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Science Museum scattered with 40k snowflakes

  • 40,000 snowflakes were dramatically dropped into the entrance gallery of the Science Museum.
  • Each snowflake represents a signature to a petition against oil sponsorship and entrance changes in the museum’s new children’s gallery.
  • Gallery sponsor, Statoil, recently announced a major new Arctic exploration project, drilling for oil scientists tell us must stay in the ground.

On Saturday, over 40,000 snowflakes were dramatically dropped into the entrance gallery of London’s Science Museum by a group of 15 science and climate campginers. Each flake represented a signature to a petition against oil sponsorship and entrance changes in the museum’s new children’s gallery, Wonderlab.

The snowflakes also drew attention to the alarmingly hot Arctic temperatures this winter. Temperatures of -5C have been logged, whereas -25C is more normal for this time of year.

Photo by Kristian Buus

Photo by Kristian Buus

Drew Pearce, a founder of the Progressive Science Institute, said:

"The Arctic is terrifyingly warm. There are scientists protesting in the streets in San Francisco, terrified about what Trump will do to their work. Meanwhile, the London Science Museum - who should be a world leader in helping bring people and science together - is sitting there, gleefully doing PR for the likes of Statoil, BP and Shell. Scientific institutions like the museum should be helping everyone understand the enormity of climate change and discuss ways to tackle it. They shouldn’t be offering a gloss of scientific credibility to companies who so willfully ignore scientific advice to quit out fossil fuel habit.”

It is not the first time the Wonderlab Statoil gallery has drawn protests. More than 50 scientists, politicians and campaigners signed a letter calling for Statoil to be dropped on the eve of the VIP opening of the gallery, which was itself gate-crashed by a coalition of Norwegian and British science campaigners. They unfurled a white carpet symbolising the Arctic, pouring a black oil-like substance (made from molasses) over a small model oil-rig which party-goers such as George Osborne, Bill Bailey and Lauren Laverne had to step over as they left.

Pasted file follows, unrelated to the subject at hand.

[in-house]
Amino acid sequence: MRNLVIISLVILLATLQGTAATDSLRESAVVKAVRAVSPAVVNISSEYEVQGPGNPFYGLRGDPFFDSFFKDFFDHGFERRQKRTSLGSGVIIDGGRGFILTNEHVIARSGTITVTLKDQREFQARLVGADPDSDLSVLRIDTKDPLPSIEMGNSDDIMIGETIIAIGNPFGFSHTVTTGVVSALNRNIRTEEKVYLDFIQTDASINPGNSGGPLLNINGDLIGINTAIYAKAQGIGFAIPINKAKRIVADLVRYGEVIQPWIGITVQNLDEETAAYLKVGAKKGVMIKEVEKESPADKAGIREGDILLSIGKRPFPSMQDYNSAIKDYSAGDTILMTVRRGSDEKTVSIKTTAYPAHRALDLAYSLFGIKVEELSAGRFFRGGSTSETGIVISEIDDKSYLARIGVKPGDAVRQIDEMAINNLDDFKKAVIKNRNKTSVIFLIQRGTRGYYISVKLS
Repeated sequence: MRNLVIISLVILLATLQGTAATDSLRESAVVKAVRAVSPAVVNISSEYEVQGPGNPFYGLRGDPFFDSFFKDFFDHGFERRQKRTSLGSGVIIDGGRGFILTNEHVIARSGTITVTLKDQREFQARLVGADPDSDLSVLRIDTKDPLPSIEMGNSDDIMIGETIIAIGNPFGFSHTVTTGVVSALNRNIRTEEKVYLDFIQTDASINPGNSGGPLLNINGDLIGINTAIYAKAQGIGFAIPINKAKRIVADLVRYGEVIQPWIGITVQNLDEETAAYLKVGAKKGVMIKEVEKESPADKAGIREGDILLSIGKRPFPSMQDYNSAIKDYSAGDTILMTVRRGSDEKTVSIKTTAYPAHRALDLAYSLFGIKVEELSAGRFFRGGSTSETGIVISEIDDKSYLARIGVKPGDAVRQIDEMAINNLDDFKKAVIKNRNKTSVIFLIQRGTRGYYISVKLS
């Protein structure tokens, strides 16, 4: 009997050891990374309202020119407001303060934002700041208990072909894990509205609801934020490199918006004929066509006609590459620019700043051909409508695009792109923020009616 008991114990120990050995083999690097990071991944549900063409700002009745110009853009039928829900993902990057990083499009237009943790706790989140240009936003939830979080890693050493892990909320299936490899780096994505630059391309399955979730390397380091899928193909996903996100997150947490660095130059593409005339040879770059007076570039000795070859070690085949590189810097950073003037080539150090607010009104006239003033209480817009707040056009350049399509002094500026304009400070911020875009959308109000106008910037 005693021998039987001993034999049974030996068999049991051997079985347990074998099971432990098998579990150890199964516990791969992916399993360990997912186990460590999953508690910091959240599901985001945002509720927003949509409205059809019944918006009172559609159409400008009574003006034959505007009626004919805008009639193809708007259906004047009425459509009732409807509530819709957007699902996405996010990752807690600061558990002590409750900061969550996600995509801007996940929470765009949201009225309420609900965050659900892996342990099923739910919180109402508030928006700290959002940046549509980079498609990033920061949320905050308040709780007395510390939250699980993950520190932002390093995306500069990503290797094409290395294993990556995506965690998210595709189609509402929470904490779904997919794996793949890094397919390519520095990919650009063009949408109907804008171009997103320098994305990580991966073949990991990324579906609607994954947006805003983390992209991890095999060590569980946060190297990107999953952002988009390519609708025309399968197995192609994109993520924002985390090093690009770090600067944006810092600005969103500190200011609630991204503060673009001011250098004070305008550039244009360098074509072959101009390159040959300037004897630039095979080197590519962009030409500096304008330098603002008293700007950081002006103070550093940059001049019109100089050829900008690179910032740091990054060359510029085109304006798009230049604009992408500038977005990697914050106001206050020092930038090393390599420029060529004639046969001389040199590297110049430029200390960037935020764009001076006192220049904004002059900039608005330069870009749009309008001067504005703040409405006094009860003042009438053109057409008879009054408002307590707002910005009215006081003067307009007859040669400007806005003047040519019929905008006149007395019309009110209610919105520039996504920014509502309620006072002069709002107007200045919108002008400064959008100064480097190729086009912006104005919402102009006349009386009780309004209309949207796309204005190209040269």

Photo by Kristian Buus.

Photo by Kristian Buus

The creative intervention followed news that the American Museum of Natural History has responded to a campaign driven by scientists, museum colleagues and climate campaigners, and slashed its holdings in fossil fuel companies. Campaigners hope other museums of science will follow suit, cutting all ties with fossil fuel companies. This week also saw a “stand up for science” rally in San Francisco, with members of the scientific community, indigenous groups and grassroots collectives coming together to demonstrate that attacks on science won’t go unnoticed.

Photo by Kristian Buus

Statoil announced a major new exploration campaign in the Arctic this summer, including 5 to 7 new exploratory wells in the Barents Sea next year, and the most northerly block ever licensed by Norway. A lawsuit has been filed against the Norwegian government over the climate risks of opening up that part of the Arctic for oil exploration.

Earlier this week, Statoil announced it would be exiting producing in the Canadian Oil sands,  and campaigners are hopeful we might see a similar retreat from the Arctic.

A much-cited paper published in Nature in January 2015 by Christophe McGlade and Paul Ekins showed that development of resources in the Arctic would be incommensurate with efforts to limit average global warming to 2°C.

Recent controversies around Statoil’s sponsorship follow years of criticism of Shell’s sponsorship of the Science Museum’s climate change gallery. In May last year, internal documents uncovered by Art Not Oil showed that Shell had tried to influence the presentation of a climate change programme it was sponsoring at the museum.  

Photo by Kristian Buus

Photo by Kristian Buus

There is also growing controversy around the museum’s relationship with the arms trade. In July, there were protests outside the museum when it was discovered they were hosting the official reception of a major UK arms fair, Farnborough International. According to Campaign Against Arms Trade, 10 catering staff walked off shift to join the protestors. There have also been several protests over Airbus’ sponsorship of the recent Leonardo da Vinci exhibition.

In March, Tate announced BP sponsorship would end, following years of protest from artists-collective, Liberate Tate. The British Museum has also been the target of numerous protests, with the BP-sponsored Sunken Cities exhibition coming under particular criticism. In October, actor Mark Rylance publicly stated that he would be unlikely to perform at the Royal Shakespeare Company unless it drops its sponsorship deal with BP.

Add your name to the petition, calling for Statoil to be dropped as a sponsor of Wonderlab and for the newly introcued entry charges to be reversed...